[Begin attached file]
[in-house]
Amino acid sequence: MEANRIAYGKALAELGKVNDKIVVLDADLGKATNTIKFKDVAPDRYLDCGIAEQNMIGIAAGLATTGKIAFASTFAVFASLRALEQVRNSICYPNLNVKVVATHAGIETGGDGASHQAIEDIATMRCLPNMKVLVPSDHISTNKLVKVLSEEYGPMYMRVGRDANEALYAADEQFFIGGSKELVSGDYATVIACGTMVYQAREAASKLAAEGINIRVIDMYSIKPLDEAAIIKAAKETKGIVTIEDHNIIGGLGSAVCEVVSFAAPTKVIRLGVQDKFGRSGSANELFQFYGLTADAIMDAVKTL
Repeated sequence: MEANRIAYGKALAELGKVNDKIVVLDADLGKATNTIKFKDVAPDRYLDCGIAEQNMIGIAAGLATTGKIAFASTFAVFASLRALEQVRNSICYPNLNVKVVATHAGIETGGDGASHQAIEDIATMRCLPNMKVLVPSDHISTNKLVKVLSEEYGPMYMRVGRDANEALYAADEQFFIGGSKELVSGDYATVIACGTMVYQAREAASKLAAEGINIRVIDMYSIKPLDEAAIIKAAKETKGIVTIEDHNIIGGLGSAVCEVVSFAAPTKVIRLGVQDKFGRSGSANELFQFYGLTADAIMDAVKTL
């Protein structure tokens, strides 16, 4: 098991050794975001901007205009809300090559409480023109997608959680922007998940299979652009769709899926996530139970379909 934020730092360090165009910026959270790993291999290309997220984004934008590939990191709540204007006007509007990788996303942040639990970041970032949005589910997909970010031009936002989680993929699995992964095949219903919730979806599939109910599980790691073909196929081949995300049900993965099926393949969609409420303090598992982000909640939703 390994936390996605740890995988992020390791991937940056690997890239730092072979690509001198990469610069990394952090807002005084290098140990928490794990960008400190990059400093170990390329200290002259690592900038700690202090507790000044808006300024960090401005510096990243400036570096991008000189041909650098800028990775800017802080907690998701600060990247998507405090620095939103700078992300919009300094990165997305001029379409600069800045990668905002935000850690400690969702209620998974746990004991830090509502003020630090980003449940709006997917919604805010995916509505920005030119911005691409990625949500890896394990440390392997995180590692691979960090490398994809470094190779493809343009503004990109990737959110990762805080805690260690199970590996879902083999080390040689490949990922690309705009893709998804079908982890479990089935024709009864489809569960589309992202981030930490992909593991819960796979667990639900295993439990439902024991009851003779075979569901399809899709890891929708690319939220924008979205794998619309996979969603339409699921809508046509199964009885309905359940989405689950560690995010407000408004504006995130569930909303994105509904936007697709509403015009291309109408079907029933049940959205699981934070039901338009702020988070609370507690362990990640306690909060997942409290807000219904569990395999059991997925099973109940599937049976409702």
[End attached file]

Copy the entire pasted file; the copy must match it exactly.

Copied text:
[in-house]
Amino acid sequence: MEANRIAYGKALAELGKVNDKIVVLDADLGKATNTIKFKDVAPDRYLDCGIAEQNMIGIAAGLATTGKIAFASTFAVFASLRALEQVRNSICYPNLNVKVVATHAGIETGGDGASHQAIEDIATMRCLPNMKVLVPSDHISTNKLVKVLSEEYGPMYMRVGRDANEALYAADEQFFIGGSKELVSGDYATVIACGTMVYQAREAASKLAAEGINIRVIDMYSIKPLDEAAIIKAAKETKGIVTIEDHNIIGGLGSAVCEVVSFAAPTKVIRLGVQDKFGRSGSANELFQFYGLTADAIMDAVKTL
Repeated sequence: MEANRIAYGKALAELGKVNDKIVVLDADLGKATNTIKFKDVAPDRYLDCGIAEQNMIGIAAGLATTGKIAFASTFAVFASLRALEQVRNSICYPNLNVKVVATHAGIETGGDGASHQAIEDIATMRCLPNMKVLVPSDHISTNKLVKVLSEEYGPMYMRVGRDANEALYAADEQFFIGGSKELVSGDYATVIACGTMVYQAREAASKLAAEGINIRVIDMYSIKPLDEAAIIKAAKETKGIVTIEDHNIIGGLGSAVCEVVSFAAPTKVIRLGVQDKFGRSGSANELFQFYGLTADAIMDAVKTL
């Protein structure tokens, strides 16, 4: 098991050794975001901007205009809300090559409480023109997608959680922007998940299979652009769709899926996530139970379909 934020730092360090165009910026959270790993291999290309997220984004934008590939990191709540204007006007509007990788996303942040639990970041970032949005589910997909970010031009936002989680993929699995992964095949219903919730979806599939109910599980790691073909196929081949995300049900993965099926393949969609409420303090598992982000909640939703 390994936390996605740890995988992020390791991937940056690997890239730092072979690509001198990469610069990394952090807002005084290098140990928490794990960008400190990059400093170990390329200290002259690592900038700690202090507790000044808006300024960090401005510096990243400036570096991008000189041909650098800028990775800017802080907690998701600060990247998507405090620095939103700078992300919009300094990165997305001029379409600069800045990668905002935000850690400690969702209620998974746990004991830090509502003020630090980003449940709006997917919604805010995916509505920005030119911005691409990625949500890896394990440390392997995180590692691979960090490398994809470094190779493809343009503004990109990737959110990762805080805690260690199970590996879902083999080390040689490949990922690309705009893709998804079908982890479990089935024709009864489809569960589309992202981030930490992909593991819960796979667990639900295993439990439902024991009851003779075979569901399809899709890891929708690319939220924008979205794998619309996979969603339409699921809508046509199964009885309905359940989405689950560690995010407000408004504006995130569930909303994105509904936007697709509403015009291309109408079907029933049940959205699981934070039901338009702020988070609370507690362990990640306690909060997942409290807000219904569990395999059991997925099973109940599937049976409702």